Truth be told, Dallas Cowboys fans are just naturally predisposed to be overly critical of their quarterbacks. The franchise has been spoiled with some truly generational talent at the position with the likes of Don Meredith, Roger Staubach, Troy Aikman, Danny White, and recently Tony Romo. Being the starting quarterback of the Dallas Cowboys has a certain level of scrutiny that appears beyond the norm.
So when Dak Prescott started the 2018 season off with some truly poor play the reaction to it, as might be expected, was strong. The fact was that the third-year signal-caller was putting up bad numbers. Through the first three games, he never threw for more than 170 yards and had as many touchdowns, two, as he had interceptions. Over the next three games he at least averaged 215 passing yards per game and had a 5:2 touchdown to interception ratio.
Part of the problem is that Prescott hasn’t really developed all that much since entering the league and his throwing mechanics and footwork are still problems for him. That can be blamed on Dak as much as it can on the coaches. The regression of the offensive line under Paul Alexander didn’t help either, any quarterback’s numbers get worse when throwing under consistent pressure. Another big factor was the decision to go with a wide-receiver-by-committee approach that just wasn’t working.
The Cowboys took measures in their bye week to address those issues. They fired Alexander and went back to the kind of blocking scheme they used in the past, and they traded for Amari Cooper who has done everything in his power to justify that deal. The result has been a surprising four-game winning streak to save the season, capped off with a signature victory over the New Orleans Saints, one of the hottest teams in the NFL. Amid this streak, Prescott has been playing quality football.
In reality, Prescott has been playing at a higher level since before the Cooper trade.
Through the first six games of the season, Prescott was completing 61.9% of his passes, averaging 190 passing yards per game, and had thrown seven touchdowns and four interceptions. Perhaps most troubling was that Prescott was averaging just 6.69 yards per pass attempt. He had also carried the ball 34 times for 203 yards, averaging a solid six yards per carry, but only scored one rushing touchdown.
The game where it all changed? On the road in Washington. Dak had just put in an impressive all-around performance against Jacksonville, a blowout win. Against Washington, Dak threw and ran for a touchdown and put up 306 total yards of offense. The one issue, one that is continuing to haunt him even during this streak, is fumbling. He did fumble into his own endzone, an unforgivable mistake, but he responded with two excellent drives that should have sent the game to overtime except for a phantom ‘snap infraction’ penalty.
Despite the loss, Prescott continued that type of play into the next game, which was a loss to the Tennessee Titans in Cooper’s debut. Prescott had 243 yards and two touchdowns in that game, but turnovers still hurt his performance. Then came the win streak. In fact, looking back at Prescott’s last six games, which spans from that Washington game to the most recent one against the Saints, Dak is completing 70.9% of his passes, which is exactly 9% better than what he had done in the first six games, and has averaged 255 yards per game while throwing seven touchdowns and only one interception. The biggest improvement here has been that he is now averaging 7.93 yards per attempt, a significant increase.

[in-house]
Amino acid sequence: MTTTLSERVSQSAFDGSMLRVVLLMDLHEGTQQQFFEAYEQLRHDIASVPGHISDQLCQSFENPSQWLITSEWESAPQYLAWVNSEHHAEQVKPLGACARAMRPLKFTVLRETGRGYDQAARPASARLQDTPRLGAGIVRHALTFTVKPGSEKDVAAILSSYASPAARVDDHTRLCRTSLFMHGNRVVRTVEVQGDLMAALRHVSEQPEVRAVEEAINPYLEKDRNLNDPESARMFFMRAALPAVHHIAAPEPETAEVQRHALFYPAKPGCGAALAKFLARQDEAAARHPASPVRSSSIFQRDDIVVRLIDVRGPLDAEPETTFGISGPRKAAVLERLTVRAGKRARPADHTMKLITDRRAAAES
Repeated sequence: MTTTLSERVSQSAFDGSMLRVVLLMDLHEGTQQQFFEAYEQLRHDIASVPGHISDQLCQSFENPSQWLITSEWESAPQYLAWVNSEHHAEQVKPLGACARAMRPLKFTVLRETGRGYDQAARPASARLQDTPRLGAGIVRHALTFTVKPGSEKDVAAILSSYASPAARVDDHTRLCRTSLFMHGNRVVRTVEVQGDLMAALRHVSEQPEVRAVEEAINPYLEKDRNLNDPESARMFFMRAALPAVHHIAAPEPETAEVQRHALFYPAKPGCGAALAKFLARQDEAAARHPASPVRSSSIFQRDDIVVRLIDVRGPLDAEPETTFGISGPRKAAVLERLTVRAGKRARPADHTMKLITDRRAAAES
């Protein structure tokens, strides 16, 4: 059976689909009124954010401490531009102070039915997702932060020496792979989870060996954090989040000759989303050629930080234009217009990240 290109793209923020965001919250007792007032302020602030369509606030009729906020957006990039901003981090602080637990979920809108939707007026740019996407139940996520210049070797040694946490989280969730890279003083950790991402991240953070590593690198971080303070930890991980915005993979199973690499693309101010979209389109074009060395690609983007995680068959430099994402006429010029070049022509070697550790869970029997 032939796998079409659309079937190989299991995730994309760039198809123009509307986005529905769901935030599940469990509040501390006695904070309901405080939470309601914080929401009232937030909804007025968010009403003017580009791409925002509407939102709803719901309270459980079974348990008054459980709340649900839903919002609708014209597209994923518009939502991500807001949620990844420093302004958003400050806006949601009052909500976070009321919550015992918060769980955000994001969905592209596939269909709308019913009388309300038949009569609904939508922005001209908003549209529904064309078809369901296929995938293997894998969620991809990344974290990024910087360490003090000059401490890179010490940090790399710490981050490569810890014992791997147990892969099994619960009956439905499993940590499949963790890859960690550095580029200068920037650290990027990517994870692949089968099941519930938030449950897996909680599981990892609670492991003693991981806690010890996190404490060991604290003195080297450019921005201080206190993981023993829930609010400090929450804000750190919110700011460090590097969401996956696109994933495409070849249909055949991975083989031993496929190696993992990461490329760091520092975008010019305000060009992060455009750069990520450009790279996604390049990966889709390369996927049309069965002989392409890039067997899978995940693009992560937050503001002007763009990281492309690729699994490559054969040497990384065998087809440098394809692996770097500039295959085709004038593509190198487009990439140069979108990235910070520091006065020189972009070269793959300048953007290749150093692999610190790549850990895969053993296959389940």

Additionally in that span, Prescott has run the ball less with five fewer carries and has 105 less rushing yards, but he has also scored four times running the ball. This has largely come from a willingness - by both Prescott as a player and Scott Linehan as a playcaller - to run with the ball more inside the red zone, where his mobility can be most dangerous.
Another interesting aspect of this turnaround for the quarterback comes from his pass attempts. Through the first six games, Prescott only threw 30+ passes once, and it was against the Lions. Similarly over that stretch, he never once had 20 or more completions in a game. Over the last six games, Prescott has thrown the ball 30 or more times in all but the Saints game, where he threw 28 passes; he has had over 20 completions in all six of those games.
So what is the reason for this sudden change? It’s impossible to know exactly although adding Cooper to the mix has certainly helped. But it’s important to note that prior to Ezekiel Elliott’s suspension last season, Prescott was playing well. In fact, he was completing 62.9% of his passes and averaging 227 passing yards per game with 16 touchdowns and 4 interceptions, and had scored four additional touchdowns on the ground. Then came the infamous Atlanta game and things went off the rails from there, for both Prescott and the season as a whole.
It’s possible that such a steep dropoff in production damaged Prescott’s confidence, and perhaps those effects lingered into the 2018 season after failing to make the postseason in 2017. But Prescott’s performance against the Jaguars this year - where he put up close to 300 yards of total offense and had three touchdowns (two passing/one rushing) against one of the best defenses in the NFL and, at the time, one of the AFC heavyweights - may have served as the restoration of his confidence, which led to his strong performance in Washington, DC the next week.
That’s just a theory but the reasoning doesn’t matter too much. The point is that Prescott has rebounded in a strong way from his struggles earlier in the year, and that rebound has coincided with other parts of this offense coming into focus and making the unit just good enough to complement this terrific defense. There is still work to be done, but Dak has battled back to form and is proving capable of leading this team to wins.